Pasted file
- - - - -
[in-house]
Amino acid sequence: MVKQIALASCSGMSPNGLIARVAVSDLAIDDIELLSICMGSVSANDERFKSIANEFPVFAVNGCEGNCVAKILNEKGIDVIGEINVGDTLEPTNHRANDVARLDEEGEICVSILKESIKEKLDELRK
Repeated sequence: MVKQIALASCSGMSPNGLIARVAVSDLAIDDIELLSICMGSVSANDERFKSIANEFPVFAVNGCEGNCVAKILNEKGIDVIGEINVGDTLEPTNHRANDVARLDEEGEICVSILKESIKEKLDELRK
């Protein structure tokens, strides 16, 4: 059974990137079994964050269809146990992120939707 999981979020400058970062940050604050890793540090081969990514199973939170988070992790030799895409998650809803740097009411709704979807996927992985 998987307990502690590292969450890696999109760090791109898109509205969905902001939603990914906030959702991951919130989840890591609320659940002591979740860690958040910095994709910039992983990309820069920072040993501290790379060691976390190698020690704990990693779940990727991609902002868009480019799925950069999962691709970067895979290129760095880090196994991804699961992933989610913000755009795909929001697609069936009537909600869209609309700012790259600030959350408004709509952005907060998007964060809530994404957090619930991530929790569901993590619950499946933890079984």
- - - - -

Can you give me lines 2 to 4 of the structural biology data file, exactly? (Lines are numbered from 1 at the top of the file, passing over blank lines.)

Amino acid sequence: MVKQIALASCSGMSPNGLIARVAVSDLAIDDIELLSICMGSVSANDERFKSIANEFPVFAVNGCEGNCVAKILNEKGIDVIGEINVGDTLEPTNHRANDVARLDEEGEICVSILKESIKEKLDELRK
Repeated sequence: MVKQIALASCSGMSPNGLIARVAVSDLAIDDIELLSICMGSVSANDERFKSIANEFPVFAVNGCEGNCVAKILNEKGIDVIGEINVGDTLEPTNHRANDVARLDEEGEICVSILKESIKEKLDELRK
């Protein structure tokens, strides 16, 4: 059974990137079994964050269809146990992120939707 999981979020400058970062940050604050890793540090081969990514199973939170988070992790030799895409998650809803740097009411709704979807996927992985 998987307990502690590292969450890696999109760090791109898109509205969905902001939603990914906030959702991951919130989840890591609320659940002591979740860690958040910095994709910039992983990309820069920072040993501290790379060691976390190698020690704990990693779940990727991609902002868009480019799925950069999962691709970067895979290129760095880090196994991804699961992933989610913000755009795909929001697609069936009537909600869209609309700012790259600030959350408004709509952005907060998007964060809530994404957090619930991530929790569901993590619950499946933890079984």